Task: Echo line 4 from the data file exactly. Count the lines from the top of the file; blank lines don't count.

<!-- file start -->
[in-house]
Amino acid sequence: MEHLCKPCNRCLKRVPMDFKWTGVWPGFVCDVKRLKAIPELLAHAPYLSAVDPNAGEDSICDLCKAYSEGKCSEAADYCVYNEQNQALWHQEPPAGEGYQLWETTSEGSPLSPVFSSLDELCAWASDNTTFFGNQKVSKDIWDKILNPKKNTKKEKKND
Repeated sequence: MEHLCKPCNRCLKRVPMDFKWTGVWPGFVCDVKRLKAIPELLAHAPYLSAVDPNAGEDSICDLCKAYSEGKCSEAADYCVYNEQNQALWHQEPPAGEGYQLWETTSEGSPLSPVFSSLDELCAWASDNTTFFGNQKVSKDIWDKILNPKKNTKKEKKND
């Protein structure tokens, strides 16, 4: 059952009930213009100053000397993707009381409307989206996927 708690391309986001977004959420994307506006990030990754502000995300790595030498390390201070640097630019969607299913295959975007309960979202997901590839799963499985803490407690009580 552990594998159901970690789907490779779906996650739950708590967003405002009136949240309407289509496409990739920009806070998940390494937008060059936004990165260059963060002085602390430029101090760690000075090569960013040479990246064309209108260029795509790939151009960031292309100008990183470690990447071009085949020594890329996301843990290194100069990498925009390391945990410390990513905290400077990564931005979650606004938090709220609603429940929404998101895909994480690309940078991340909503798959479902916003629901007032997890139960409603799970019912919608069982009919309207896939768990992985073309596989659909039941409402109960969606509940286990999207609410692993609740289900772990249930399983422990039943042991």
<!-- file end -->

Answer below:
């Protein structure tokens, strides 16, 4: 059952009930213009100053000397993707009381409307989206996927 708690391309986001977004959420994307506006990030990754502000995300790595030498390390201070640097630019969607299913295959975007309960979202997901590839799963499985803490407690009580 552990594998159901970690789907490779779906996650739950708590967003405002009136949240309407289509496409990739920009806070998940390494937008060059936004990165260059963060002085602390430029101090760690000075090569960013040479990246064309209108260029795509790939151009960031292309100008990183470690990447071009085949020594890329996301843990290194100069990498925009390391945990410390990513905290400077990564931005979650606004938090709220609603429940929404998101895909994480690309940078991340909503798959479902916003629901007032997890139960409603799970019912919608069982009919309207896939768990992985073309596989659909039941409402109960969606509940286990999207609410692993609740289900772990249930399983422990039943042991």